If it works for camels and for cartoon characters lost in the desert, why wouldn’t it work as a bottled drink? The folks at True Nopal took the Nopal cactus (i.e. prickly pear) and have marketed as a lower-calorie, lower-sugar competitor to, yes, coconut water, and it’s got a fruity taste that might appeal to an even wider market. And no needles!

Maple Water
Canadian-based Seva describes maple water as “pure maple sap, the clear and nourishing water the flows naturally out of maple trees each spring. … It’s like drinking maple water right from the tree!” Except, we hope, the part about picking out flakes of tree bark from your lips.

Bacon-Infused Water
Yes, of course someone came up with bacon-infused water, because the “bacon thing” is never going to end. In this case, the bacon flavoring comes in the form of effervescent tablets you added to your water to create a bubbly, pork-flavored drink. (You could probably recreate the effect by dropping a couple slices of bacon into your seltzer water.) Thankfully, these tablets no longer seem to be available.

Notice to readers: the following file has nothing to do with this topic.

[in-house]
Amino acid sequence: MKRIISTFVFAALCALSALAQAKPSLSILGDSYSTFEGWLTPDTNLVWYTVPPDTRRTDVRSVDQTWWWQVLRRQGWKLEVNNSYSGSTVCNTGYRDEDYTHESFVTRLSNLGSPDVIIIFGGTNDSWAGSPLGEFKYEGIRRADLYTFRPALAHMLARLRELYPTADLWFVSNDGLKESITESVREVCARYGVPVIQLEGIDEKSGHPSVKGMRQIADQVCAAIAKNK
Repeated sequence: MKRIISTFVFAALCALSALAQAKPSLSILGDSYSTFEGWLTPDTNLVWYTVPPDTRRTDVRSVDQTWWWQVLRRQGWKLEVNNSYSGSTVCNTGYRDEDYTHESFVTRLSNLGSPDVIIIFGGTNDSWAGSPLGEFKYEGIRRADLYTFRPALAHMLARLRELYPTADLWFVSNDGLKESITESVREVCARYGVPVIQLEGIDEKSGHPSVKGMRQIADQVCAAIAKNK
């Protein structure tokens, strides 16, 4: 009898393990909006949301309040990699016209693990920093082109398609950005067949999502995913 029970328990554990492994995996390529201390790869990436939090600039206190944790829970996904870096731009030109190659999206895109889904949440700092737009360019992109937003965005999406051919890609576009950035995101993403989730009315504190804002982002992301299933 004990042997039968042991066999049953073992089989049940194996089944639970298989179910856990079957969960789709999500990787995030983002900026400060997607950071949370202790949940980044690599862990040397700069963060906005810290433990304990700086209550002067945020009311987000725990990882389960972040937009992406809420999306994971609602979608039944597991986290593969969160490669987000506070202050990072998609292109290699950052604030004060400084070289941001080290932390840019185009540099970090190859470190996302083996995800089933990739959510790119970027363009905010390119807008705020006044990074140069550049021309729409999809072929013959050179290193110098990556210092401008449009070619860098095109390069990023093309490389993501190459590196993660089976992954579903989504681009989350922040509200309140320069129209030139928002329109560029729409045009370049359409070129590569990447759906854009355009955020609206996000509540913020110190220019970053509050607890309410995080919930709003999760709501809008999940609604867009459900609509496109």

Chocolate-Mint Water
Though Metromint’s “chocolatemint” flavor has been around for a while now, it’s still a puzzler. Is it meant to appeal to chocolate lovers who don’t actually love chocolate enough to actually, y’know, eat chocolate or drink cocoa? To supposed chocoholics who don’t want that luscious chocolate-y smoothness that’s such an integral part of the chocolate experience? Is it a scientific experiment about whether certain flavors are still appealing if you strip away their normal visual and textural cues? At least we can rest easy knowing the “guilt-free anytime delight” was made with “real mint” grown in Washington’s Yakima Valley, though the website makes no mention of the chocolate part of the equation.

Flavored Water for Dogs
You’ve probably already figured out that dog-food commercials are meant to appeal to human owners’ appetites and not canines (we don’t care how smart your dog is, he couldn’t care less whether or not his canned meal resembles beef stew or chicken pot pie). So you won’t be surprised to know that there’s a line of flavored waters for dogs. K9 Water comes in chicken, beef, liver, and lamb, (no, there’s no toilet-water flavor), and according to the California-based company that makes it, it’s “rebarkably refreshing™.” Because dogs love puns, too.